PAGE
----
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These students want their universities to conduct tests on understanding consent

A survey conducted among undergraduate university students in the United Kingdom revealed that 58 percent of students would support a compulsory test about sexual consent.

These students want their universities to conduct tests on understanding consent
Image Source: Pace University Students Stage Walk Out Protest Against Sexual Violence On Campus. NEW YORK, NY - APRIL 19. (Photo by Drew Angerer/Getty Images)

Editor's note: This article was originally published on April 30, 2021. It has since been updated.

Sexual assault and harassment on college campuses are unfortunately still a prevalent problem. While many educational institutions have opted to continue classes online given the pandemic, online harassment is just as ubiquitous. Given this context, a recent report finds that a majority of university students from the United Kingdom would back the idea of a compulsory test to show they "fully understand" consent. The survey, conducted by the Higher Education Policy Institute, received responses from 1,000 undergraduate students, only a quarter of whom felt that they had been adequately prepared by the sex education lessons offered in their schools to have a "comprehensive understanding of sexual consent," BBC News reports.


Findings from the survey show that 58 percent of students who responded support the idea of having to pass a test about sexual consent at the start of university. Students reported particular concerns about situations involving consent during which alcohol and drugs were involved. Furthermore, the survey busted some stereotypes long held about student life, displaying that life at university was "less hedonistic than is sometimes supposed." In fact, 43 percent of those surveyed had not had sex before going to university, while 25 percent had never "intimately kissed" anyone. Furthermore, a third of all students had never been in any "intimate relationships," whether sexual or otherwise, or "kissed someone on a night out" in their university years.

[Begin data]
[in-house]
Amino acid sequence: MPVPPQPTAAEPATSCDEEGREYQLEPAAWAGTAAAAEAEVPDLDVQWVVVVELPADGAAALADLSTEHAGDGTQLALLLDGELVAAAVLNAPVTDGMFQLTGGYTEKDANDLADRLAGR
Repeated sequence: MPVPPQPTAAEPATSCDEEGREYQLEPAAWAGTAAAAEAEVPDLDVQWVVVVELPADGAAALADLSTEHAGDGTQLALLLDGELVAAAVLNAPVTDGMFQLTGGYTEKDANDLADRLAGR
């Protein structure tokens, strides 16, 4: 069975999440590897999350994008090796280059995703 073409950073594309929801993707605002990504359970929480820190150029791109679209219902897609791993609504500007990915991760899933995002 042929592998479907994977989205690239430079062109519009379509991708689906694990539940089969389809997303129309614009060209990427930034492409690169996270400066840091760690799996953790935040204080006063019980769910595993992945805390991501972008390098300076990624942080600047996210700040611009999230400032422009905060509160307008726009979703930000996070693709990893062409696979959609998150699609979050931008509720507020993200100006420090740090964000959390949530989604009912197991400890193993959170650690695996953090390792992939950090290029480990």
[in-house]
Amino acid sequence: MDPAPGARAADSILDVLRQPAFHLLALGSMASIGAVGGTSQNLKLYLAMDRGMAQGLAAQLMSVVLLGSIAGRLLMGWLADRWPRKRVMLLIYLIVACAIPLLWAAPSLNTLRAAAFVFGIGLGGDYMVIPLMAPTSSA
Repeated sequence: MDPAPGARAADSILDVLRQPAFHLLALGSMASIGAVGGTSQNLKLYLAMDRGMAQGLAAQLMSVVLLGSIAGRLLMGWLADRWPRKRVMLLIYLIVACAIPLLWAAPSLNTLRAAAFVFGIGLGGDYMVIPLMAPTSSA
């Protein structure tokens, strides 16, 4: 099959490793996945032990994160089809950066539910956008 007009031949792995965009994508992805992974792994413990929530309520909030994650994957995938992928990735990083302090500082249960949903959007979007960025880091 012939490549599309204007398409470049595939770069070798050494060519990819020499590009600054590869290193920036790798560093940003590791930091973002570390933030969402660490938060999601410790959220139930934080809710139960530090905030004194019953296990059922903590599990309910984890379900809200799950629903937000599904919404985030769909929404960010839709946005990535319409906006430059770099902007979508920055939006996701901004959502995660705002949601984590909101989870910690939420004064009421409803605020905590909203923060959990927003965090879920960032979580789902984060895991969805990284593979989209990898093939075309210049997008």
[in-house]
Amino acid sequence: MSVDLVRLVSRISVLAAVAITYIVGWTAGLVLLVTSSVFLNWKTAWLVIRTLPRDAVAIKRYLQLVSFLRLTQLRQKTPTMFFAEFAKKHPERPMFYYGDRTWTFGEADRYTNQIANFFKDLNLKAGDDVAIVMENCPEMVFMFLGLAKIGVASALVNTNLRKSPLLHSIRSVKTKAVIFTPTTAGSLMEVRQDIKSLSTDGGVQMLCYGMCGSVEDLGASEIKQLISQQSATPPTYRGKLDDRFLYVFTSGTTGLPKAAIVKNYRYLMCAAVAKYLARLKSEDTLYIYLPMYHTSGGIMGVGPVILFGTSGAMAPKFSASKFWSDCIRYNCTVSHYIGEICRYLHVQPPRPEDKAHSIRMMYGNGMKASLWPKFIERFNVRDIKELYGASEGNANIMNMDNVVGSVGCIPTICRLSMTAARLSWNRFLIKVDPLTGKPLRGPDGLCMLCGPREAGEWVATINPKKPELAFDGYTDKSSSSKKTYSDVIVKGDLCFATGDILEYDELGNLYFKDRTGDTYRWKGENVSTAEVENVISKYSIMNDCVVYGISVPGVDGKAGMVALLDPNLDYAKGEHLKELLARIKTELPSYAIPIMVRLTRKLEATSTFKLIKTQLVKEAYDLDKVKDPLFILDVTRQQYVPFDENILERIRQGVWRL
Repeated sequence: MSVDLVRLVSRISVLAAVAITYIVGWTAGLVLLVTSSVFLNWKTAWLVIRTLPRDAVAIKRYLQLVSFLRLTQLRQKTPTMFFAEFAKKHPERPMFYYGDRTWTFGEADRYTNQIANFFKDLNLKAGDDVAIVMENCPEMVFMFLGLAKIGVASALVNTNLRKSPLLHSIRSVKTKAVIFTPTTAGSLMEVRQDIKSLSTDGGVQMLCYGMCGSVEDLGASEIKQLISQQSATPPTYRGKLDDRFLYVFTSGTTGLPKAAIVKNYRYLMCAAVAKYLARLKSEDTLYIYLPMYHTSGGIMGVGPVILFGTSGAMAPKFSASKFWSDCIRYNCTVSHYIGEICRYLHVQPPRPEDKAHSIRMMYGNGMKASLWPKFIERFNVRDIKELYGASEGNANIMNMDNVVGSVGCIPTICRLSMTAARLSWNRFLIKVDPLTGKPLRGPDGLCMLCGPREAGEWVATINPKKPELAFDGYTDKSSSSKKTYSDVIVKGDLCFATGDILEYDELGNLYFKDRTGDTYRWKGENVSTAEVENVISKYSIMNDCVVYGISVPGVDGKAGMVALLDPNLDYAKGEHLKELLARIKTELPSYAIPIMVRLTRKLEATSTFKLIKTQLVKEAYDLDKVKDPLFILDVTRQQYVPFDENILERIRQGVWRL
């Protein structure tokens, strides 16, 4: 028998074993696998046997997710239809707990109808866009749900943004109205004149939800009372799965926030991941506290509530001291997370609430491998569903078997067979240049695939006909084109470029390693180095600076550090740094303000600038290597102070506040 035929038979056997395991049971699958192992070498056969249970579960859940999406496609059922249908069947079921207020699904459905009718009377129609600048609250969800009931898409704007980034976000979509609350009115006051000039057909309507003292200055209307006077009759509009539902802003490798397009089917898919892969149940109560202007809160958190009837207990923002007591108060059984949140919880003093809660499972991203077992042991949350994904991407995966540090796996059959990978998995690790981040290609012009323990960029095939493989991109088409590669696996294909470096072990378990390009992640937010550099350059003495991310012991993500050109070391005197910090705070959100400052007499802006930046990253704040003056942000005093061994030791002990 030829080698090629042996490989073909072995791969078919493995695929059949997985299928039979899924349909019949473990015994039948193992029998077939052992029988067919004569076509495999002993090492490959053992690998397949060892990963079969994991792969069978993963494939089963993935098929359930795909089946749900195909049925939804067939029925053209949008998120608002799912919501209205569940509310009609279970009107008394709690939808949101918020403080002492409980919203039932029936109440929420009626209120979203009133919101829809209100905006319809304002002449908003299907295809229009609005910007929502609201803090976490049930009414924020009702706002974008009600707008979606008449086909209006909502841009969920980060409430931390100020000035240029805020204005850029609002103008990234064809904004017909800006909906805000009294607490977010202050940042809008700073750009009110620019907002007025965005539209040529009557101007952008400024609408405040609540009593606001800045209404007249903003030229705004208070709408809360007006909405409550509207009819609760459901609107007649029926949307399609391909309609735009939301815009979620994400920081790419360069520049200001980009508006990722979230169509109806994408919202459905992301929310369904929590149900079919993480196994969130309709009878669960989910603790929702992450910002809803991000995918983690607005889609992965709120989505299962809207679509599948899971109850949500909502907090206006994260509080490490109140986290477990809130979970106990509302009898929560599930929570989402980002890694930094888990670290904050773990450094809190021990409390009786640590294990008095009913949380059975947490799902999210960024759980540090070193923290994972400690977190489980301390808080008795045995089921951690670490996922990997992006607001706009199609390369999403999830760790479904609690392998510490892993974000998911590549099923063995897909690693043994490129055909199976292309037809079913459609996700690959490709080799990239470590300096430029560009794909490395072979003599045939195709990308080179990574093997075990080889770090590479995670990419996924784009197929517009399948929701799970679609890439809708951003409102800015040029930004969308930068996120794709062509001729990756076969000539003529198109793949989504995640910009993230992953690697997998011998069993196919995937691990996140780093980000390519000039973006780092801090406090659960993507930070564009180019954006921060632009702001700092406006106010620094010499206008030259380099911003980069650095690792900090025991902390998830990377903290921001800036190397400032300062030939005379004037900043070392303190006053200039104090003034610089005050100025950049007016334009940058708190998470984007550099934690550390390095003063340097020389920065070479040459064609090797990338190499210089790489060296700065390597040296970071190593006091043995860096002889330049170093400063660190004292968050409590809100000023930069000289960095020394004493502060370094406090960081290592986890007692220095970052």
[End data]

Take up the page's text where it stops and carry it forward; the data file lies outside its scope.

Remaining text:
Gender disaggregated data also busted some common stereotypes: 66 percent of male respondents had not had sex during their time as a student, whereas 53 percent of female students had not had sex during their university years. Nonetheless, almost a third of students said they currently watched pornography, and this was twice as likely among men than women. Meanwhile, a small percentage of students—11 percent—were "voluntarily abstaining from sex." However, two-thirds of all students were not currently in a relationship. Friendships were given greater importance, results show. 58 percent of students claimed it was more important to make friends rather than to "find people to have sex with" when first going to university. Given that the survey was completed in August 2020, this could be owing to the ongoing pandemic.


According to the Higher Education Policy Institute, the report was compiled to provide more reliable evidence about students' sex lives. Presently, our general understanding of sexual behavior among students tends to be "more salacious than illuminating," the think tank claimed. The report, therefore, displays that the "caricature" society has drawn about irresponsible behavior among university students "had to be redrawn." According to Nick Hillman, the institute's director, the findings may "help students navigate what is a key transition point in their lives." He affirmed, "By telling students about the experiences of their peers, we hope the results will make it easier for them to make informed decisions about their own lives." Now, questions remain about whether a similar survey among undergraduate university students in the United States would yield similar results, and just how much the ongoing pandemic affected students' answers.


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